Young people between 15 and 24 have been identified as the priority by the country’s new HIV/AIDS strategic plan, due to be presented to the country on Friday (1 Dec).

The key aims of the National Strategic Plan 2007-2011 are to drastically reduce the numbers of people getting infected with HIV and to minimise the impact of HIV on people already infected.

The initial targets contained in the plan have been scrapped after organisations such as the Treatment Action Campaign (TAC) and the HIV Clinicians’ Society complained that they were too low.

At a special meeting this week of the SA National AIDS Council (SANAC), which is driving the development of the plan, it was agreed that targets will be set at a consultative conference in March next year.

SANAC also agreed that a technical task team of HIV/AIDS experts would be set up to refine the initial targets.

Between now and the March conference, different sectors – including youth and women – will hold summits on the plan.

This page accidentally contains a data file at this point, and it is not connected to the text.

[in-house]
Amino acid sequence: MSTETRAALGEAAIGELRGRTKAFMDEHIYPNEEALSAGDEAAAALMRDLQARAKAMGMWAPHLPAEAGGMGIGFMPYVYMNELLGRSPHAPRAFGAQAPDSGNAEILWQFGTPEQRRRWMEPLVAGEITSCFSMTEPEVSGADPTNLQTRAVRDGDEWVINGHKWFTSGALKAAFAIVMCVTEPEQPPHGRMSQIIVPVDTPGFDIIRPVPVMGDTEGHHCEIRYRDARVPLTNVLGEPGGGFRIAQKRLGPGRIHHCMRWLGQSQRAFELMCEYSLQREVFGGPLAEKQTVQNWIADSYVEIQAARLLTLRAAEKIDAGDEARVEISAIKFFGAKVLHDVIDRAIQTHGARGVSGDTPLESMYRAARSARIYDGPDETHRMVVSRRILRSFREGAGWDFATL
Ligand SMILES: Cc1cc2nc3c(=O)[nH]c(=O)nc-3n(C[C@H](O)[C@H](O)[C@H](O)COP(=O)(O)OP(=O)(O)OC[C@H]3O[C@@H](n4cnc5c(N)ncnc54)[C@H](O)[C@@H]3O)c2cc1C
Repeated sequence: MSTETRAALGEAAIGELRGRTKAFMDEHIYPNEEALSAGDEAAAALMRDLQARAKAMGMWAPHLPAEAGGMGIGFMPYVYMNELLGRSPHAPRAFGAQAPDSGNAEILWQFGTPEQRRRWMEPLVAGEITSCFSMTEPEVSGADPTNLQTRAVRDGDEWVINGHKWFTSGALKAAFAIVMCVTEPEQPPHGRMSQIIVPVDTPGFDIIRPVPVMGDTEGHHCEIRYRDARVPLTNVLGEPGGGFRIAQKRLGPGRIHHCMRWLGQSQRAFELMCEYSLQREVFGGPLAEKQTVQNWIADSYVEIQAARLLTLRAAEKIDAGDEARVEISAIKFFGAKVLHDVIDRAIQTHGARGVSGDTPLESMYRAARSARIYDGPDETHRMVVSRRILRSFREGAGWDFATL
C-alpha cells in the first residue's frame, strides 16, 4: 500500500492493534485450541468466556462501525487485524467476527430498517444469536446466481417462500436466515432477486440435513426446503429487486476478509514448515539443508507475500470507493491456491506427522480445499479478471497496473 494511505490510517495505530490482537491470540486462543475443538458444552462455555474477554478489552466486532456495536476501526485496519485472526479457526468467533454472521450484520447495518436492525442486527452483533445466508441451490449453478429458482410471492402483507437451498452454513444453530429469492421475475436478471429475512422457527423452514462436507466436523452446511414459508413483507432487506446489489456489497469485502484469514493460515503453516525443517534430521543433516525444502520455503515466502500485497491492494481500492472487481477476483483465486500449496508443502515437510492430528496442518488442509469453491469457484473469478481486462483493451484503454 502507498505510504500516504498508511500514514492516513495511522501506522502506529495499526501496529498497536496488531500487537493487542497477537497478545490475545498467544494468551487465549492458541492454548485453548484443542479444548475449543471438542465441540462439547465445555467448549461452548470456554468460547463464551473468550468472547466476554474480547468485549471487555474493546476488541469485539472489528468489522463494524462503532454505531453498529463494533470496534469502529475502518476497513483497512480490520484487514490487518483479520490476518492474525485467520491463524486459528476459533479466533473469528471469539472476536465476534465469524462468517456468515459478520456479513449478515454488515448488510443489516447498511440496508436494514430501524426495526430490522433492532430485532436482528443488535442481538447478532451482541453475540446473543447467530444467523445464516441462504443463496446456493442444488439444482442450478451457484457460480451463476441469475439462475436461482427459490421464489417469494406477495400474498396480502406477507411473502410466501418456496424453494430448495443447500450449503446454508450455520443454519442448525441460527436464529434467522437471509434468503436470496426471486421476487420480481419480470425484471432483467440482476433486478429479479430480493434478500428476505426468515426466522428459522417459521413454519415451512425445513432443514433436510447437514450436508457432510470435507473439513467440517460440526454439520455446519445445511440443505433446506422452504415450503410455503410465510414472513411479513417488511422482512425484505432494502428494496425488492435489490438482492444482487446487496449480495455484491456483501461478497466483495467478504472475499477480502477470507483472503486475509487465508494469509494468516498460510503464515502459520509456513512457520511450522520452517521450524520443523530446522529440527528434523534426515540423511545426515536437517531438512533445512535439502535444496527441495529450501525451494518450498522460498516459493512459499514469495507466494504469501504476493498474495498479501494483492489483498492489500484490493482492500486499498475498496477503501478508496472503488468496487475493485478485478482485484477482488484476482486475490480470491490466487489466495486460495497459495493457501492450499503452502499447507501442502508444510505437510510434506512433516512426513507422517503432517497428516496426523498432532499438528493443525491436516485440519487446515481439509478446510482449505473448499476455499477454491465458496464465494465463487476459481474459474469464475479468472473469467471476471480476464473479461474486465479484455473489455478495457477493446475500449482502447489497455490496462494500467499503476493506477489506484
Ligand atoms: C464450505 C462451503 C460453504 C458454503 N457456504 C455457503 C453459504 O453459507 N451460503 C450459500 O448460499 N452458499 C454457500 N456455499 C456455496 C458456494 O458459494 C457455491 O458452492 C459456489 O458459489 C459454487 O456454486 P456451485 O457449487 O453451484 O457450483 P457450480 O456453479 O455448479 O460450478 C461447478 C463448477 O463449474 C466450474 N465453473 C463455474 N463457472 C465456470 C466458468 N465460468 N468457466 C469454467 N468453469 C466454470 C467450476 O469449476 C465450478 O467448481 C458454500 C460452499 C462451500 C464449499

A SANAC meeting, to be chaired by Deputy President Phumzile Mlambo-Ngcuka and attended by decision-makers from sectoral organisations, will meet immediately after the national conference to finalise targets.

These targets will also be closely monitored – including by national surveys to see whether the incidence of HIV is dropping and behavioural surveys to see whether people are engaging in less risky sex.

Treatment Action Campaign (TAC) general secretary Sipho Mthati said that there had been “some hiccups” in the process of developing plan.

“But we have been able to engage with government and raise our difficulties and feel that we are being listened to,” said Mthati.

The plan also addresses one of the biggest stumbling blocks to getting antiretroviral treatment to all those who need it – the shortage of health staff.

It recommends that there should be one government employee dedicated to HIV/AIDS per 100 000 people. To achieve this, it calls for the “fast-tracking the recruitment of foreign doctors and pharmacists” and for private health practitioners to be contracted to help.

Treasury is currently working out how much the plan will cost, and it is expected that provinces will get conditional grants specifically to implement the plan.

Kerry Cullinan


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